Now, I don’t know anyone who can have faith in humanity after that. It is shattering and shocking, and therefore I feel we have to have faith in the one Being who has lifted humanity towards the angels, and away from the demons. And that is God. For me, belief in God after the Holocaust is difficult, but necessary.

Part 3: Does God care about individual lives, or did He only ensure the Jewish people as a nation weren’t entirely destroyed?

We believe that God endowed His image and likeness on every single human being. Therefore, every single human being counts, matters, has dignity, is sacred. Every human being is unique. Even identical twins only share 50% of their characteristics. Therefore, no human being is substitutable for any other. God cares about us as individuals, and not as a totality, a class, or a group. That is what makes the Holocaust so unbearable to think about. The Sages said that every life is like a universe, and we as a people lost 6 million universes. Humanity as a whole lost, in the 20th century, over a 100 million universes as a result of man’s brutality against man. Every one of us counts.

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Discussion Questions

  1. If God can be helpless, how does that effect our concept of what God is?
  2. If God is in the people, how do some seem so ready to ignore Him?
  3. Is it possible to have faith in humanity?
  4. Do you believe that belief in God, after the Holocaust, is necessary? Why?

Auschwitz-Birkenau was the largest Death Camp the Nazis built. Initially opened in 1940 as a concentration camp with mostly Polish and Soviet inmates, in 1942 it incorporated a Death Camp where, as well putting people to forced labour, it became one of the primary sites for the murder of Europe’s Jewish population. By the time it had been liberated on 27th January 1945, approximately 1.1 million people had been murdered in the Gas Chambers of Auschwitz-Birkenau with approximately 900,000 of these people being Jews, murdered for nothing other than their ‘race’.

On arrival, inmates would have their possessions taken from them. These would be sorted and used by the Nazis – for example, clothes returned to Germany for distribution to families, gold melted down and handed to the Reichsbank.

In the exhibition at the Auschwitz State Museum you can see hundreds of pictures taken of prisoners, wearing the now infamous striped uniforms. In nearly all cases, these people were Polish inmates who had been sent to Auschwitz as a result of them being ‘in the way’ or as part of the Nazis programme of removing Poles from their homes in order to settle German nationals into occupied territories.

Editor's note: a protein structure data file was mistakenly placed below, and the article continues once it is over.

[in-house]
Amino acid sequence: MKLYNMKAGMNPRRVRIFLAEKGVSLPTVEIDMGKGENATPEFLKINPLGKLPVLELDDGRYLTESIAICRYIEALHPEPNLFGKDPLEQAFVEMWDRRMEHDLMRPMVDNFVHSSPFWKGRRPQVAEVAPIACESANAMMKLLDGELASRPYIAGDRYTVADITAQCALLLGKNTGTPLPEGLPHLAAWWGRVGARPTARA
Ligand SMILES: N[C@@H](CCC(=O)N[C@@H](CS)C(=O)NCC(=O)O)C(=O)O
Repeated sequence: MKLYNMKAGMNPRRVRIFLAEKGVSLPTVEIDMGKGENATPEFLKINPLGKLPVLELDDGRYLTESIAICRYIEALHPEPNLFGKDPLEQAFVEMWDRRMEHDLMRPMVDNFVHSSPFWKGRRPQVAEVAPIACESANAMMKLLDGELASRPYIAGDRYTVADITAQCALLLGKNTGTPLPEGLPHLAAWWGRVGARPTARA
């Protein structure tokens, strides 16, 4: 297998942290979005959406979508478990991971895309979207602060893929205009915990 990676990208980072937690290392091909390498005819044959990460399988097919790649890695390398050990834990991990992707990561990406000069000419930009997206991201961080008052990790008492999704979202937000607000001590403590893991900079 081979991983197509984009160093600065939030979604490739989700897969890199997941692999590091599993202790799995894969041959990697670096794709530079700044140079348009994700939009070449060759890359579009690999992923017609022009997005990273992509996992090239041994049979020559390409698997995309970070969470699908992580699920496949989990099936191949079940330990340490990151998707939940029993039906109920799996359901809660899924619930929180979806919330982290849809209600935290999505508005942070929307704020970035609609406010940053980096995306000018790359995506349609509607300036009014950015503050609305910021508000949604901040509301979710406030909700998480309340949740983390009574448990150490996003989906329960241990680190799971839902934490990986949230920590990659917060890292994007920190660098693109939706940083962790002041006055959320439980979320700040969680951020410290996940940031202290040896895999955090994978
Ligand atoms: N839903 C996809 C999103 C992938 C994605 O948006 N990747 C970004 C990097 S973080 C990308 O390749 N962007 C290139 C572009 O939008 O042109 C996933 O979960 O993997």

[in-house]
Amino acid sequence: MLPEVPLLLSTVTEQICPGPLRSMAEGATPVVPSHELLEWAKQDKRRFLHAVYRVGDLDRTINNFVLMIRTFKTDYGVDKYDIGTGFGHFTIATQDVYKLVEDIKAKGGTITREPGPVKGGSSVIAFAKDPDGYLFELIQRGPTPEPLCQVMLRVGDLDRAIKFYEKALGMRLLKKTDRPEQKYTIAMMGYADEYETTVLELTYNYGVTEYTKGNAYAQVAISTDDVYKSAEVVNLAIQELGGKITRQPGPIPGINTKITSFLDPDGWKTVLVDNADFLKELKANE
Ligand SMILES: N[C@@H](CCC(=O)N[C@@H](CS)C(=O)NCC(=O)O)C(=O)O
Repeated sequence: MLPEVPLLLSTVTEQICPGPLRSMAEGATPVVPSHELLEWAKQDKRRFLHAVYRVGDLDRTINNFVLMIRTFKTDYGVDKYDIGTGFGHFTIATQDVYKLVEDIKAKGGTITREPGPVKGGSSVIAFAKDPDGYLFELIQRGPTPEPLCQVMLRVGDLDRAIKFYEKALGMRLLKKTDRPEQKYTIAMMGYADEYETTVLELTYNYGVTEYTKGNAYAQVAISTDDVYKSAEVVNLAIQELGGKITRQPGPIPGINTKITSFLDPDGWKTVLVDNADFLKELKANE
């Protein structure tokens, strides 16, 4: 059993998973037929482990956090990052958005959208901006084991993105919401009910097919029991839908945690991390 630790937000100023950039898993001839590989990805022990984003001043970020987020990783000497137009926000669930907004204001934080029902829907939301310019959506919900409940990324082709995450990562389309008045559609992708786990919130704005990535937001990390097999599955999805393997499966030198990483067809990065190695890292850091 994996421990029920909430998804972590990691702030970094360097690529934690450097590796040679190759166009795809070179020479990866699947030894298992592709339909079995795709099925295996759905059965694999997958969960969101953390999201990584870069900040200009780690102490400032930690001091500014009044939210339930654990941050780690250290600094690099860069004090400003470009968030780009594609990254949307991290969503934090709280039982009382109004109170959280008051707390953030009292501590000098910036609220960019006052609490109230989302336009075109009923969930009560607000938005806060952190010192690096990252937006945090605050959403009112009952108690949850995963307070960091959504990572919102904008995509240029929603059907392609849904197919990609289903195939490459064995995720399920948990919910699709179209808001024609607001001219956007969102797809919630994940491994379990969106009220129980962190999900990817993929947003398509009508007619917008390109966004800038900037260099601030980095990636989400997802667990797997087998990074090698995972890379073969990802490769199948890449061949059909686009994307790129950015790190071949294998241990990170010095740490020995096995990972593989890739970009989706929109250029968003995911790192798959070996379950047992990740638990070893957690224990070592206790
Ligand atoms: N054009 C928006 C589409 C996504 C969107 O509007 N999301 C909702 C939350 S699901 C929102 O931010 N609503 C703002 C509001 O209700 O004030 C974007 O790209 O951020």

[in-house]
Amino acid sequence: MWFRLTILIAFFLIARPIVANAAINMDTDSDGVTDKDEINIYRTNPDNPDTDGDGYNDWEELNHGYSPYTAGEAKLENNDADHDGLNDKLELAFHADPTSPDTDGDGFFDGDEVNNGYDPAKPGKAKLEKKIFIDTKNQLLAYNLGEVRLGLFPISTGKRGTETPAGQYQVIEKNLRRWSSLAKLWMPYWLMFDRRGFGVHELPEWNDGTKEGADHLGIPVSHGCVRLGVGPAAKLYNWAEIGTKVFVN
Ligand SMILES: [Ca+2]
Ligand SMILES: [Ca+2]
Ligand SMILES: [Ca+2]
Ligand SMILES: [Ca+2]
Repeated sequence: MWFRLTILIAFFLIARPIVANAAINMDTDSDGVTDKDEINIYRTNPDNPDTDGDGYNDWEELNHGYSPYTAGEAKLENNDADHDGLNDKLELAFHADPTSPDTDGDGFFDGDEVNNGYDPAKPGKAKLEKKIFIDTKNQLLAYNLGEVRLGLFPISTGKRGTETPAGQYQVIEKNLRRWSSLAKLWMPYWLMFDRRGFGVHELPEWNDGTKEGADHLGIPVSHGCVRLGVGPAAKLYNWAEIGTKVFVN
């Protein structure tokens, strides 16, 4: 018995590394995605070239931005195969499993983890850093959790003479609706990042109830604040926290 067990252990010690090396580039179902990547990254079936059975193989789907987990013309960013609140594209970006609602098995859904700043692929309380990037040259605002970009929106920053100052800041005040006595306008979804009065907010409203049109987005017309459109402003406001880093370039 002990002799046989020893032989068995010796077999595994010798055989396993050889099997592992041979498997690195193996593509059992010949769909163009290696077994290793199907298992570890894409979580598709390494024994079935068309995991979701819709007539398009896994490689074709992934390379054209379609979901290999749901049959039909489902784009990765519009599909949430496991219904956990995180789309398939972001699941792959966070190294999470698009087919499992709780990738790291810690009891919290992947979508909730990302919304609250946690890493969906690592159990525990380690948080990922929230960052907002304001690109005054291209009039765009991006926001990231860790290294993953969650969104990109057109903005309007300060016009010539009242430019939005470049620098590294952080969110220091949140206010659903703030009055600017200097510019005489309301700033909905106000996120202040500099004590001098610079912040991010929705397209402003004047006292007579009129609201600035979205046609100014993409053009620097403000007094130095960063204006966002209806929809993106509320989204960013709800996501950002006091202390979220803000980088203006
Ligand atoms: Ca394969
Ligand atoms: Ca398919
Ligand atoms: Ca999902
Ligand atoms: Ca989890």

As Rabbi Sacks mentions, Jews of all traditions and none were brought to Auschwitz-Birkenau, or murdered in other places during the Holocaust more broadly. In the Nazi world view, ‘Jewishness’ did not relate to religion, culture, nationality or any other characteristics. They saw Jews as a separate ‘race’, ignoring the fact that there is only one human race and instead creating a hierarchy at which Jews were placed at the bottom as ‘untermenschen’ or ‘sub-human’. As such, even Jews who did not practice any faith, and even those who had converted to other faiths were persecuted and murdered. There was no recourse they could take to avoid this fate (unlike, for instance, a Jehovah’s Witness, who may renounce their faith to avoid further persecution) since the Nazi racial ideology saw Jews as all the same, and conclusively ‘different’.

Rabbi Sacks tells a story about a survivor called Viktor Frankl, an Auschwitz survivor. His book, Man’s Search for Meaning, explores his life in Auschwitz and how he survived and helped others through that terrible time.

Rabbi Sacks refers to the Holocaust happening in the context of ‘The Enlightenment’. This term refers to a period in history also known as the ‘age of reason’ where theory and thought around philosophy, politics and science, which had been the realm of religion (more specifically the Church), were radically reoriented to reflect scientific thinking, evidence and logic. This promoted ideas of liberty, tolerance, progress, community and the separation of Church and State. In the context of a continent changed by liberal thinking and values it may seem all the more unfathomable that an event such as the Holocaust could have occurred.

Whilst Paris and Vienna were the centre of antisemitic thinking and rhetoric, they were not the only locations where it reared its ugly face. All across Eastern Europe antisemitic behaviour was not uncommon and in the late 19th century, murderous Pogroms against the Jews were perpetrated.

Having been appointed Chancellor of Germany on 30th January 1933, Adolf Hitler quickly set about segregating society and isolating Jews. Multiple laws were passed to prevent Jews from continuing in many of their chosen professions including teachers (in non-Jewish schools), doctors, journalists, lawyers, civil servants and others.

The ‘Euthanasia Programme’ also known as ‘Aktion T4’ (based on the address Tiergartensraβe 4, where the programme was organised from) was a policy carried out by the Nazis to murder people with physical or mental disabilities by involuntary euthanasia. From September 1939 it was carried out secretively, but when the public heard about it there were protests which drove the Nazis to temporarily halt the programme. It was later continued secretly. By 1945 some 275 – 300,000 people were murdered in psychiatric hospital across Germany and Austria.

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This series, in partnership with the Holocaust Educational Trust, has been made possible thanks to the generous support of Richard Harris.